Again the mighty rulers of world have failed in providing security to the one of the most popular leaders of Pakistan. There will be no denying the fact that terrorists have registered another victory. But now one thing has become clear-- that officials within the administration have been supporting terrorism.
Chairperson of Pakistan People's Party Benazir Bhutto is the last hope of the poor masses and all steps must be taken for keeping this hope alive. President Bush should be compelled to anwser as why his ally failed in provision of security to the political leader. Most of the tribesmen think if the rulers cannot provide security to the masses then they should leave the corridor of power.
Reports said that at least 132 people were killed and hundreds injured late on Thursday night as suspected suicide bombers targeted former prime minister Benazir Bhutto on her return from eight years in self-imposed exile.
Two explosions went off a minute apart shortly after midnight near Karsaz close to the vehicle Ms Bhutto was travelling in, at the head of a procession of hundreds of thousands of Pakistan People’s Party (PPP) supporters who had flooded the streets of Karachi to welcome the return of their leader.
The attack bore the hallmarks of Al Qaeda and resembled assassination attempts by militants linked to the terrorist network on President General Pervez Musharraf and Prime Minister Shaukat Aziz in recent years. Intelligence reports also warned of threats of suicide attacks against Ms Bhutto by militants linked to Al Qaeda, the Taliban and Baitullah Mehsud, the Sindh home secretary said on Wednesday.
A leading newspaper discussed the Bhutto return to Pakistan in a comment writtern earlier. It stated that the return of Benazir Bhutto is bound to change the political scene in the coming days. Already, her review of the state of law and order in the course of her press conference has refocused public attention on the trouble in Waziristan, something which the opposition believes in “denying” and blaming on President General Pervez Musharraf’s “enslavement to America”. Strangely, the PMLQ leadership, loath to damage its conservative vote bank, was also not very assertive on the topic and often articulated its opposition to the United States to confirm its credentials.
The PPP’s robust welcome to Ms Bhutto confirms our estimate that her vote bank is intact. People interviewed on the roads insisted that they would follow whatever she decides on the matter of opposing President Musharraf or working with him. The pro-BB upsurge all over Pakistan, but particularly in Sindhi, stems from the collective memory of the founder of the party, Zulfikar Ali Bhutto, which has compelled Ms Bhutto to raise the slogan of Benazir ayai gi rozgar dilai gi (Benazir will come and give employment) and bring back in currency the old PPP slogan of roti-kapra-makan (bread-clothes-house).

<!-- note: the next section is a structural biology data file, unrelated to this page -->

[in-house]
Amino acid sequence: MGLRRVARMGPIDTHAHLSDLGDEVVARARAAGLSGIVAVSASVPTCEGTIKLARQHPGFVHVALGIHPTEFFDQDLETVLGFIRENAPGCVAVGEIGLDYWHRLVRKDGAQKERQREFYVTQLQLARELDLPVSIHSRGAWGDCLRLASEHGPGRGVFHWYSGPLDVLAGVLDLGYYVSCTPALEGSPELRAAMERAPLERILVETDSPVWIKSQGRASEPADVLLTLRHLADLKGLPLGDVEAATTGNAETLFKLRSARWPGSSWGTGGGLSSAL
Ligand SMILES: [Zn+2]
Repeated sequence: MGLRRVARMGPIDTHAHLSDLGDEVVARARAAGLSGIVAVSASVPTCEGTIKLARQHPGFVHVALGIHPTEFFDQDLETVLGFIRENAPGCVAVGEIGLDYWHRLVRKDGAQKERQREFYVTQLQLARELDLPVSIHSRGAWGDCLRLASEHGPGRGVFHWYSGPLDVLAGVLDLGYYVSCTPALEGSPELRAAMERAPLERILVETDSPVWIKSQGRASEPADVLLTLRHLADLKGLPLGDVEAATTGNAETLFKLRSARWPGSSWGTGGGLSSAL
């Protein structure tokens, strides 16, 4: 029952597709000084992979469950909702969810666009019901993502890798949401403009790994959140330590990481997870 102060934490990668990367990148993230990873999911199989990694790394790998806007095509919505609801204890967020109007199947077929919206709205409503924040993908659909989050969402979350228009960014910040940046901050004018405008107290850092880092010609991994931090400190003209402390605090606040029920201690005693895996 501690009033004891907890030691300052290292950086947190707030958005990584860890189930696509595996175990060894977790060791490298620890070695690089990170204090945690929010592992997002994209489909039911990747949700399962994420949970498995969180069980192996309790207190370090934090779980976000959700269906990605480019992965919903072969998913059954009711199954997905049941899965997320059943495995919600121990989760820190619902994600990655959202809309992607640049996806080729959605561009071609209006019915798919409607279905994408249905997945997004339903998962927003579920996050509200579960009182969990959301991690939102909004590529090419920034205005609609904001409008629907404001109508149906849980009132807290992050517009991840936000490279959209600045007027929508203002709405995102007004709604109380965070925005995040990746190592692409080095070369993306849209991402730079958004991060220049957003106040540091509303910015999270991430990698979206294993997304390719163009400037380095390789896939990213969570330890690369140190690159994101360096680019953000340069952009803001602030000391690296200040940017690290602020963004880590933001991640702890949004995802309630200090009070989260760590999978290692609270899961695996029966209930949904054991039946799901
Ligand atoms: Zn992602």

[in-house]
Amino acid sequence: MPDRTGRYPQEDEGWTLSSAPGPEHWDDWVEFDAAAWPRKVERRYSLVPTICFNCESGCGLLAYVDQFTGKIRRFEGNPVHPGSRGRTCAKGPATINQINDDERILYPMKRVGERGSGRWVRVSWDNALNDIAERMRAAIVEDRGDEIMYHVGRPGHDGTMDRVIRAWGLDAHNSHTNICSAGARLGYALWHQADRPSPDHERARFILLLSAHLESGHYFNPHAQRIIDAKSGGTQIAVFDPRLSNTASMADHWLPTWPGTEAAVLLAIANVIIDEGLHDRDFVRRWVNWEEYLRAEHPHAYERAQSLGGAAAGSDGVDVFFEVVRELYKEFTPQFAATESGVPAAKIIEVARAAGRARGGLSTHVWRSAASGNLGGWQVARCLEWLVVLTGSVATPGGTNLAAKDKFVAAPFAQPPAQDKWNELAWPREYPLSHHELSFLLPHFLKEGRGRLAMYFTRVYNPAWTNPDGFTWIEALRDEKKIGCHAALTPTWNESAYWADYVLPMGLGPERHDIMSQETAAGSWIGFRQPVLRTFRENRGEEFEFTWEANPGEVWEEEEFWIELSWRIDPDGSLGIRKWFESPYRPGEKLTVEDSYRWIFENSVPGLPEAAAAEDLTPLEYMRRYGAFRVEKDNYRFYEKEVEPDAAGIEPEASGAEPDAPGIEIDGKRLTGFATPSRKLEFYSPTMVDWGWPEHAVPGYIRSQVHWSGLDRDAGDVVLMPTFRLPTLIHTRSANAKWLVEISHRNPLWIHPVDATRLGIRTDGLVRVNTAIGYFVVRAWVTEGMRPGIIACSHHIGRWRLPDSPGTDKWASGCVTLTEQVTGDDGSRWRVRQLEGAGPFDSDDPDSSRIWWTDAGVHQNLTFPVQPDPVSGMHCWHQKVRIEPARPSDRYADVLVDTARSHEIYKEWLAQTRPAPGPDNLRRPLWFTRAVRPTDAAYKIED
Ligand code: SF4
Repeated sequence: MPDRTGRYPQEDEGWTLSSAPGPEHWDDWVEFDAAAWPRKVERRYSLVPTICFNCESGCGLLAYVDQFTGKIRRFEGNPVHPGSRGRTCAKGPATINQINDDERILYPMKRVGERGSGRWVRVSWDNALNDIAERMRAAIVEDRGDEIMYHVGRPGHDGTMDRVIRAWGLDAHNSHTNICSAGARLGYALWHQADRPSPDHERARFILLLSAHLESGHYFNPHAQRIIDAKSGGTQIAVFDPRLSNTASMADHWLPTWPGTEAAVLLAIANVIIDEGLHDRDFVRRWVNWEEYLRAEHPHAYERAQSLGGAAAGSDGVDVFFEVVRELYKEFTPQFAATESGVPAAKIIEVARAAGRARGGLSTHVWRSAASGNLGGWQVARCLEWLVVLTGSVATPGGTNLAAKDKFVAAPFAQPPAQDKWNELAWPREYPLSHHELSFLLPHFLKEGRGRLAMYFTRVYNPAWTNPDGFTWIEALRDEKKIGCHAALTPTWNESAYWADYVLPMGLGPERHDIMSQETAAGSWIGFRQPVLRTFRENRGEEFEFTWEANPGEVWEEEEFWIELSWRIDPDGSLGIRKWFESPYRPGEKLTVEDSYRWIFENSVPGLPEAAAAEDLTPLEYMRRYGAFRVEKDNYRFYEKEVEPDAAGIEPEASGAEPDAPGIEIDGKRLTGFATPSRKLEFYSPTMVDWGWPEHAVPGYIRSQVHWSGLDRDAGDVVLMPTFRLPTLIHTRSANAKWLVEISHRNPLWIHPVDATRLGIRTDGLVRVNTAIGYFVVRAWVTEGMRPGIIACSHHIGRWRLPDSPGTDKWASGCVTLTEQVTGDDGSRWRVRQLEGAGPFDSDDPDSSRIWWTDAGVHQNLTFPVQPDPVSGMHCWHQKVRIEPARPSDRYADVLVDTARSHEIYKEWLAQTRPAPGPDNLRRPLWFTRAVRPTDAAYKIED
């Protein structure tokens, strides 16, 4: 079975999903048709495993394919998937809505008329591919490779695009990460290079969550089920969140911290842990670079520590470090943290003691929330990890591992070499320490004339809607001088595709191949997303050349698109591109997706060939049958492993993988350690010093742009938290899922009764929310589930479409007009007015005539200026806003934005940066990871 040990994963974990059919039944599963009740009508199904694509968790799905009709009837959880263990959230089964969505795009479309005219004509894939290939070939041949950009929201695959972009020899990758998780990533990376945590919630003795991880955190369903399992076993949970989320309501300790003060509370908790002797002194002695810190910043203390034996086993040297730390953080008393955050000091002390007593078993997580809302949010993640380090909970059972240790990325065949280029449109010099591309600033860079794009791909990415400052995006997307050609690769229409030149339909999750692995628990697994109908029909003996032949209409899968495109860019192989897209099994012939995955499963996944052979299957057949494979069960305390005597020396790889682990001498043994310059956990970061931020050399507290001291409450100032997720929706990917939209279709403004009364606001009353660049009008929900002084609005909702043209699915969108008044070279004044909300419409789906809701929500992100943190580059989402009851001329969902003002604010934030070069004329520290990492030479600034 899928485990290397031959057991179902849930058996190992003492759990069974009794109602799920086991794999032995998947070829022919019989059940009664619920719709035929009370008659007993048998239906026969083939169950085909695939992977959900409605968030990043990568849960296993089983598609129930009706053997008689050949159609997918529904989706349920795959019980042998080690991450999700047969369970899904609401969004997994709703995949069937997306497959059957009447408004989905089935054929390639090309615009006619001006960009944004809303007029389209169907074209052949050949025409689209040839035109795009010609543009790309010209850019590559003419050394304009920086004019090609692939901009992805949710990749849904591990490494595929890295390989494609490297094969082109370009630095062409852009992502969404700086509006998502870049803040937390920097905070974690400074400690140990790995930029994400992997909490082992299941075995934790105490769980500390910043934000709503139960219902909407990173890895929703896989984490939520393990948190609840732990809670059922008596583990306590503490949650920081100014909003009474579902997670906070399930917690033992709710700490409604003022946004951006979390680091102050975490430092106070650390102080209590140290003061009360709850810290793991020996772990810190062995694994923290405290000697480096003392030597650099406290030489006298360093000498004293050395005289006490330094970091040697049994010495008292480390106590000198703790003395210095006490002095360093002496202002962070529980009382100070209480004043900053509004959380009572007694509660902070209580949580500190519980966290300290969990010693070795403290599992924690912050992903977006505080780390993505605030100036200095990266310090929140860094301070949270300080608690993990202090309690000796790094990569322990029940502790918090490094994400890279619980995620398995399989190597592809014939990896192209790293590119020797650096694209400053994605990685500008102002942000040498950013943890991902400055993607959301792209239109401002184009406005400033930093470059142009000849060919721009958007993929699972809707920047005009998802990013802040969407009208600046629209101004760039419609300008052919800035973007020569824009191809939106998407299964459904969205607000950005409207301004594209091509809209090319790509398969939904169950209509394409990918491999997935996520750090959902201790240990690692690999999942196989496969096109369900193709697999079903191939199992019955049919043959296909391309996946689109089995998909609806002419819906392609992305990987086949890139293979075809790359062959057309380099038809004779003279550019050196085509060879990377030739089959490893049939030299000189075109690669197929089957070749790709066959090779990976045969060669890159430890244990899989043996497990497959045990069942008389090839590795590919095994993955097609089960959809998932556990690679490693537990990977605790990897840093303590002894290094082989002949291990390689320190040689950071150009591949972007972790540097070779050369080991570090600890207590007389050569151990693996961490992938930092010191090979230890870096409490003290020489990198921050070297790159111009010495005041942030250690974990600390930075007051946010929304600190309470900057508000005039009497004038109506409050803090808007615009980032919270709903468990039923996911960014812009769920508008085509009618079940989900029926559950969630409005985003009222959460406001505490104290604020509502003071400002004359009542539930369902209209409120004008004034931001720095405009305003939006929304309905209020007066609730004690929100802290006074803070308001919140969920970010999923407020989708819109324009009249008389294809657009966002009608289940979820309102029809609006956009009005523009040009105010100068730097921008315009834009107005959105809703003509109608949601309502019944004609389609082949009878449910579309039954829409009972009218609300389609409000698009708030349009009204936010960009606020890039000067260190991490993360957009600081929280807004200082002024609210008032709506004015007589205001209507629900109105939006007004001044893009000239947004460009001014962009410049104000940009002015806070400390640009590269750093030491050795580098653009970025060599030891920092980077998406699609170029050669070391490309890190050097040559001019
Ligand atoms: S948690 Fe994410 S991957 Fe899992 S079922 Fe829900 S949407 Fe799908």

Ms Bhutto’s comment on the Supreme Court, and her reference to the provincial bias in its past and present adjudications, has been interpreted by the lawyers’ community as intimidation of the judiciary. But let’s face it. The lawyers, and many enthusiastic writers trying to break new ground in their wayward musings on the judicial institution, have to finally decide what kind of doctrine they wish to finally embrace. Before her return, the doctrine was that the Supreme Court could not ignore the people and their collective wisdom. The lawyers challenging the government openly asserted that any verdict against them would not be accepted. It was, according to them, no longer right that the Court should decide on the basis of law.
But with the arrival of Ms Bhutto, the “voice of the people” is bound to become more diversified, and if the Supreme Court has to decide on the basis of what the people want, as the lawyers insist, then it will have to pay heed to this diversification too. Although the universal principle that the judge always decide on the basis of law cannot be shaken by political upheaval, a new vista may open up before the apex court judges. Instead of having to heed the lawyers’ call for “street justice”, they will have the option to point to an alternative opinion and go back to the wisdom of deciding on points of law rather than on the basis of agitation. There are signs that the “tilt”, if any, will be corrected perhaps because of the righting of the political balance in society.
Significantly, the Woman’s Action Forum (WAF) has called on the Supreme Court to review its suo motu decision to return Lal Masjid to its former terrorist owners and revive the Jamia Hafsa seminary. The Court may have followed its own wisdom, but there is no doubt that the opposition and the media had performed an “opinion” somersault on the issue after Lal Masjid was challenged by the government. That imbalance will now have to go simply because a party representing the bipartisan political system in Pakistan has decided to call a spade a spade.
Pakistan has hurt itself through its nationalism in the past; and it may hurt itself again through its anti-Americanism. In their origin both passions have the same flawed source and can hardly be told apart if one removes the words used to describe them. Nationalism, which made us lose many wars, was India-driven. The lack of realism in it dawned only gradually, but today Pakistan is ready to turn its face away from it without spelling it out. If the next phase has to be America-driven, it will be immeasurably more harmful because of the isolation it will impose on Pakistan and the damage it will do to the national economy. This new “nationalism” has brought President Musharraf under siege. The PPP can weigh in on the other side to lessen the extremism of Pakistan’s opposition. That is why Ms Bhutto is needed today regardless of the charges tainting her persona.